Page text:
by Janine Duffy (most pics by James Boettcher)
The bizarre, brassy and beautiful mammals of Australia’s north Queensland.
There are many more mammals in Australia than most Aussies ever see. If you want to see some of our strangest ones, there’s no better place than far north Queensland.
The Wet Tropics World Heritage Area in northern Queensland is one of Australia’s richest regions for native mammals. It is home to 35% of Australia’s total mammal species.
I am excited by the birds, but even more so by the mammals. Seeing some of these bizarre beauties is so high on my bucket list that it’s spilling over the top!
Tiger (Spotted-tailed) Quoll
One of the main reasons we are travelling to far North Queensland in September 2020 is to help out with surveys for this beautiful, poorly-known Australian native carnivore. Most Australians have never seen a Tiger Quoll in the wild – this may be the best chance.
Tiger / Spotted* Quolls are an elegant marsupial, related to Tasmanian Devils and more distantly, to the extinct Thylacine. They are rufous brown with white spots, darker in the north. The pictures here are of a Victorian animal in captivity.
The North Queensland race gracilis is of conservation concern, with possibly only 400 animals They need every bit of monitoring and support they can get. The Australian Quoll Conservancy are working hard, with remote cameras, citizen science, creation of wildlife corridors and re-introductions of this important mammals.
Tiger Quolls are listed as Near Threatened by IUCN: https://www.iucnredlist.org/species/6300/21946847
*Note: some agencies list their common name as Spotted-tailed Quoll, others use Tiger Quoll, or Spotted Quoll. All are correct.
Only found in a small area from Cardwell to Daintree River, this extraordinary macropod* lives in trees. They were once found mostly on the lowland rainforests near the coast, but as that was cleared they moved into the higher elevation forests. They now live through the Wooroonooran & Gadgarra National Parks, but are most easily seen in the fragmented forest patches of the Atherton tableland.
These tree-kangaroos have the longest known pregnancy of all marsupials: 42 to 48 days.
These special mammals are classifed as Near Threatened by the IUCN Red List, and though they occur within the protected Wet Tropics WHA, dogs and cars are a consistent threat and climate change is predicted to affect them. https://www.iucnredlist.org/species/6432/21957815
*macropod: kangaroo and wallaby family Read more about macropods here.
Platypus live throughout Australia’s eastern and southern river systems, from Tasmania to far North Queensland. But they can be hard to see in most places, due to dark water, poor visibility and shyness. However, in far North Queensland several areas offer superb platypus viewing, and our Guide James knows these places.
Platypus are in decline across their range, mostly due to reduced stream flows, increasing droughts and occasional severe flooding all from climate change. Changes to their river habitats from agriculture, foresty and urbanisation are also causing declines. They are listed as Near Threatened: https://www.iucnredlist.org/species/40488/21964009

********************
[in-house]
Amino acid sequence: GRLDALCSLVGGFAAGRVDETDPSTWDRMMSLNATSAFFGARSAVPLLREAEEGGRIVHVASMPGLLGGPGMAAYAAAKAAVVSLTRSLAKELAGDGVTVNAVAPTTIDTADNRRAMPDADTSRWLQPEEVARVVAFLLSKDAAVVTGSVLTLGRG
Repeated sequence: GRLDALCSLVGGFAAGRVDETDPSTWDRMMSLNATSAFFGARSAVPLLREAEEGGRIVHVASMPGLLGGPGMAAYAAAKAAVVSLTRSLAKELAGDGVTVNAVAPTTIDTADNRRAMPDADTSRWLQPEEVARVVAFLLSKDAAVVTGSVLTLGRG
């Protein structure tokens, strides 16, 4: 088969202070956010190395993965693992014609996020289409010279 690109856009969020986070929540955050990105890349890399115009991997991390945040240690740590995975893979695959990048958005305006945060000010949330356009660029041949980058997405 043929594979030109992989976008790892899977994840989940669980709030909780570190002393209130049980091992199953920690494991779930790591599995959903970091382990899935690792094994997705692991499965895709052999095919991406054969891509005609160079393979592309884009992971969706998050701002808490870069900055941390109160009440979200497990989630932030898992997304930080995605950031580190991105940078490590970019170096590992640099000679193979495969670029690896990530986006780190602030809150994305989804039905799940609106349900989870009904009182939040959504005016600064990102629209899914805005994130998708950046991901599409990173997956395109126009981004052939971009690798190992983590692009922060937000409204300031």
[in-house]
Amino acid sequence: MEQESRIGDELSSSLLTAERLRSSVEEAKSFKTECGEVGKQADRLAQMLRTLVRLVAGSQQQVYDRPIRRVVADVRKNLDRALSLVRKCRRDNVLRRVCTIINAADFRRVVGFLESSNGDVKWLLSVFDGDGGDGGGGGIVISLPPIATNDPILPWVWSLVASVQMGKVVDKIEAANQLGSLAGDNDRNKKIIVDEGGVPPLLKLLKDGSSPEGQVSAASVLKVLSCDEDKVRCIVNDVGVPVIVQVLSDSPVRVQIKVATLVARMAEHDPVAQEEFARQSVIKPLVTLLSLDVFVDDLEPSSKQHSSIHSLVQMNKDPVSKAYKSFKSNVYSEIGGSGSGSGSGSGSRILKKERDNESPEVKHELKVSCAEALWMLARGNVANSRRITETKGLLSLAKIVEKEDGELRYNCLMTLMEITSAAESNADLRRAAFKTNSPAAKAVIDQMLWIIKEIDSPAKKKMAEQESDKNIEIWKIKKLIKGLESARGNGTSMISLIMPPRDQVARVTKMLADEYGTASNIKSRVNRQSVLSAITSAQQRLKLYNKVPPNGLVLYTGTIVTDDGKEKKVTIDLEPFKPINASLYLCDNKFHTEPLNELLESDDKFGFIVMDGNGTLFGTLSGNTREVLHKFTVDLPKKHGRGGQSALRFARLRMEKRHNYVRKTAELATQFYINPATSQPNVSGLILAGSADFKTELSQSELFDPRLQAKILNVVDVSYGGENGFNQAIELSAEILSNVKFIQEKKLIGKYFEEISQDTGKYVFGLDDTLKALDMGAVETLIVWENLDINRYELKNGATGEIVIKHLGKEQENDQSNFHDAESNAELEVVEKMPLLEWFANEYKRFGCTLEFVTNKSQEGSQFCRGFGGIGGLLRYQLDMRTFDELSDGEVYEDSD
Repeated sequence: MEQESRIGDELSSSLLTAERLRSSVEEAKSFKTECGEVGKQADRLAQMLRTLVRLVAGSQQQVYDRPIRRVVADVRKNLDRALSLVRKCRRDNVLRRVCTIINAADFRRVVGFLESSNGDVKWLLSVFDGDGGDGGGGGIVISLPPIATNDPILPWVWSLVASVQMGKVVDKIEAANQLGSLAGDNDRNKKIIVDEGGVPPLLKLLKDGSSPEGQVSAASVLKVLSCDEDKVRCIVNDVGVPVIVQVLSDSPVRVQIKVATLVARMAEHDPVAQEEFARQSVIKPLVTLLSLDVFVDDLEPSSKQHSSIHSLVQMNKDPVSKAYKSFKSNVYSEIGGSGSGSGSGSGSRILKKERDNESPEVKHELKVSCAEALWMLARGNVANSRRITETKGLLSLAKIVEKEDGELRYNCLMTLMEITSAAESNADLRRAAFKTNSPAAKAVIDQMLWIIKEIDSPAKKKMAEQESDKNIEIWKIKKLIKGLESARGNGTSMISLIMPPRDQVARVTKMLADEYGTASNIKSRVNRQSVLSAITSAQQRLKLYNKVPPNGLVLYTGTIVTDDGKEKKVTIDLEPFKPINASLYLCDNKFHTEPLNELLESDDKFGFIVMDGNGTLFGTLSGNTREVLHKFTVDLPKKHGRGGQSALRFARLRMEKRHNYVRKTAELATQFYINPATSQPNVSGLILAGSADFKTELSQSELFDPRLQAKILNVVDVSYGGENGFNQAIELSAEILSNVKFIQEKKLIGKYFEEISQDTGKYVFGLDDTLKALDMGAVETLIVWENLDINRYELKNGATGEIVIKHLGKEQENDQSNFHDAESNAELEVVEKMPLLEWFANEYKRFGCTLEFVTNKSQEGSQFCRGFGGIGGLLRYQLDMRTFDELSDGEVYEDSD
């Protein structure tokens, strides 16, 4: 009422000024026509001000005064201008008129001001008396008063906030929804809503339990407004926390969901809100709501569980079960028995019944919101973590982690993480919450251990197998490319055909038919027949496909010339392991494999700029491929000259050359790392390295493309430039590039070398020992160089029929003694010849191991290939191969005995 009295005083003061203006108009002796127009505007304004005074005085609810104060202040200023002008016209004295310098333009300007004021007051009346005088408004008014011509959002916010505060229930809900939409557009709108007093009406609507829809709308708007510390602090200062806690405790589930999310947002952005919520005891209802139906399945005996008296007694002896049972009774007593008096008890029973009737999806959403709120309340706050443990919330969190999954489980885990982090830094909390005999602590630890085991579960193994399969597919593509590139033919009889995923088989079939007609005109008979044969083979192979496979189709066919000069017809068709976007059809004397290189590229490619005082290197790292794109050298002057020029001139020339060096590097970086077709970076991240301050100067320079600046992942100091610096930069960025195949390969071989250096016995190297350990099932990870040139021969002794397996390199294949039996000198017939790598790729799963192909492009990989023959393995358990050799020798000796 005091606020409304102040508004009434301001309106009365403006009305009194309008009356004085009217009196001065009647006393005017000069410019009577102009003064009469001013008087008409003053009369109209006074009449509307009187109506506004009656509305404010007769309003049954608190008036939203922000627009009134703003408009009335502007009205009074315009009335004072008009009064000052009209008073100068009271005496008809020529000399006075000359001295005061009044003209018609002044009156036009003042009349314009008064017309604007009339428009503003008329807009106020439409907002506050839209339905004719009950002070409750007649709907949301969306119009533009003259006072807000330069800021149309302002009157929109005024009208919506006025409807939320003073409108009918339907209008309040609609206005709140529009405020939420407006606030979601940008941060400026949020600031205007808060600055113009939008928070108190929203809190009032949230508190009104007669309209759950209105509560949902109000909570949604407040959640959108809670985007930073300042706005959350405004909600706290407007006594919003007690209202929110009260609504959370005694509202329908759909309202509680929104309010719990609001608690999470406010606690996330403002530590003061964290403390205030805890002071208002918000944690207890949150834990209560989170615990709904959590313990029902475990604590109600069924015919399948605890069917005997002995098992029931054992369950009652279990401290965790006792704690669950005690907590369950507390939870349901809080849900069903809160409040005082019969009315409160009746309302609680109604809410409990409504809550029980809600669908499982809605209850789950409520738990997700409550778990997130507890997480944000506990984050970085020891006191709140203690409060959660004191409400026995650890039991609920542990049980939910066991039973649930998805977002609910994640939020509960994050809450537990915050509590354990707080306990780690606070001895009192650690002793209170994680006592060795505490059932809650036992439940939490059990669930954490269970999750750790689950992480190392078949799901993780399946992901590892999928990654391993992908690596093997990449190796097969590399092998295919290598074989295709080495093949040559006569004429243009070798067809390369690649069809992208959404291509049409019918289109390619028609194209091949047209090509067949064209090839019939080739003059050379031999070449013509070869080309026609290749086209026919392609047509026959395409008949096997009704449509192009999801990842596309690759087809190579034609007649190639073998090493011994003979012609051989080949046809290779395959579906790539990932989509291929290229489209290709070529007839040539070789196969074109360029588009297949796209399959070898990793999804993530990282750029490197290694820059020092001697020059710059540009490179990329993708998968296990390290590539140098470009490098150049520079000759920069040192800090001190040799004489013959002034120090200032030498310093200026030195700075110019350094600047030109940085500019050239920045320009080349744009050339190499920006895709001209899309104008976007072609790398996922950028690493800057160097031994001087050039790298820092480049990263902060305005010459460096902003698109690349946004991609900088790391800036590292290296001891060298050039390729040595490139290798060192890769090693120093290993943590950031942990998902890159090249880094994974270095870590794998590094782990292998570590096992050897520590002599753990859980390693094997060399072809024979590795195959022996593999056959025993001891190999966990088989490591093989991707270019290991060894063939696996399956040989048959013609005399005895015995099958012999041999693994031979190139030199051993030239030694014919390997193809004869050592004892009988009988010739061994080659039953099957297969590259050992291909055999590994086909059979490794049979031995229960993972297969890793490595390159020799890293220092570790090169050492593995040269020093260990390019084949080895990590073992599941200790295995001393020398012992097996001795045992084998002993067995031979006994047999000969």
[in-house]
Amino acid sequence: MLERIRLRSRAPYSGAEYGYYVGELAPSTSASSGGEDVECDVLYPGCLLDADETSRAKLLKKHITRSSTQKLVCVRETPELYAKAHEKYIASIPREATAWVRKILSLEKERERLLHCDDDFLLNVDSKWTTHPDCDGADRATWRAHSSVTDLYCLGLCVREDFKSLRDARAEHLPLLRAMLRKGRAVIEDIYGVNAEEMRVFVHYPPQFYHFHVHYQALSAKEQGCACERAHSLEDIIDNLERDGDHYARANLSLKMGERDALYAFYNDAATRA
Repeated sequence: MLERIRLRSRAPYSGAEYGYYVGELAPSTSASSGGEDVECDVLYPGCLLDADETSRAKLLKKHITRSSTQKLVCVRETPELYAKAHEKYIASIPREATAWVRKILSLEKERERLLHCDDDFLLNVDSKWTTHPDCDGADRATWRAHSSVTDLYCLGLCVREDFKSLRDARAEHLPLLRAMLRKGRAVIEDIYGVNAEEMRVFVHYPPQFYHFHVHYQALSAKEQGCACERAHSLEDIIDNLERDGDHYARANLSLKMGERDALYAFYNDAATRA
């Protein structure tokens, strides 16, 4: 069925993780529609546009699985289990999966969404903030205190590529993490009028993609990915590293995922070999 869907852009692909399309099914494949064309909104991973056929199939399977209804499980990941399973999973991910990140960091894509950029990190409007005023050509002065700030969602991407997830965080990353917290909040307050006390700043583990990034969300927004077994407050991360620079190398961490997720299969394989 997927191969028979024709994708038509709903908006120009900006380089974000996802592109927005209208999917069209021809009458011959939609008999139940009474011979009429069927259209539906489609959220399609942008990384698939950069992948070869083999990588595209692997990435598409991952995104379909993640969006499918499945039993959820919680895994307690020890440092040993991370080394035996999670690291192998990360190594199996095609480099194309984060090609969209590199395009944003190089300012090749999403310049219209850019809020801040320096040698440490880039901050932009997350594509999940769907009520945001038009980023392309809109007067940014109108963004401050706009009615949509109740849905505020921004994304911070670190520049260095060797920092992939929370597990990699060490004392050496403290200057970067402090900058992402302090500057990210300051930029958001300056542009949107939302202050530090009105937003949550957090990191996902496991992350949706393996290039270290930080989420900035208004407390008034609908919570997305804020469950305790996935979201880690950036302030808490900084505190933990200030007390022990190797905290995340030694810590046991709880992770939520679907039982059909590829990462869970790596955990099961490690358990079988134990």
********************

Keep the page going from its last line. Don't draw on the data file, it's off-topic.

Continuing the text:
This beautiful little macropod lives in a tiny area of far North Queensland, just west of Port Douglas. They are so similar to several other rock-wallabies that it is only possible to distinguish them through a microscope – however location is usually a reasonable indicator. Any rock-wallabies seen around the towns of Atherton, Mareeba, Granite Gorge are this species. (Note: Allied Rock-wallaby lives around Townsville & Charters Towers; Unadorned live from Airlie Beach to Gladstone; Sharman’s is extremely rare to see)
They are very social mammals, living in colonies of up to 50 animals. They seem to prefer more open woodlands amongst rocks, whereas other closely related rock-wallabies prefer rainforest and vine forests.
Learn more: http://www.rootourism.com/fsheet49.htm
This unusual possum is coloured like the mossy branches of rainforest trees, so can be hard to spot unless you have a keen-eyed, experienced Guide (like James). Their fur has a metallic sheen in the sunlight – see the pics here: https://www.inaturalist.org/taxa/42771-Pseudochirops-archeri
Unlike other ringtails, it does not make a den, but simply curls up into a ball on a branch to sleep during the day.
Green Ringtails are found in a similar region to Lumholtz’s Tree-kangaroo – mostly around the Atherton Tableland inland of Cairns.
Like koalas down south, Green Ringtails are threatened by increasing temperatures as a result of climate change. This study found that their range could decrease by 85% by 2085
Green Ringtail Possums are classified as Near Threatened by the IUCN: https://www.iucnredlist.org/species/18502/21962719
A beautiful gold and black flying-fox (fruit bat) of Australia’s north. They are quite a big bat, males can weigh up to 1kg. They have a very prominent brassy ring around their eyes – hence the name Spectacled.
These flying mammals live in Australia only in North Queensland, mostly from Cardwell to north of Cairns, and north of Coen. They also live in Papua New Guinea, West Papua and the Moluccan Islands of Indonesia.
In Australia they are now listed as Endangered, after an emergency uplisting from Vulnerable. In 2019 it is estimated that 30% of the population died over a few days from extreme heat.
NOTES & REFERENCES:
Thankyou to James Boettcher of FNQ Nature Tours for providing the beautiful images for this post.
Facts & Figures about Wet Tropics WHA: https://www.wettropics.gov.au/world-heritage-area-facts-and-figures.html
Mammals of Wet Tropics, far North Queensland: https://www.wettropics.gov.au/site/user-assets/docs/mammalsofthewettropics.pdf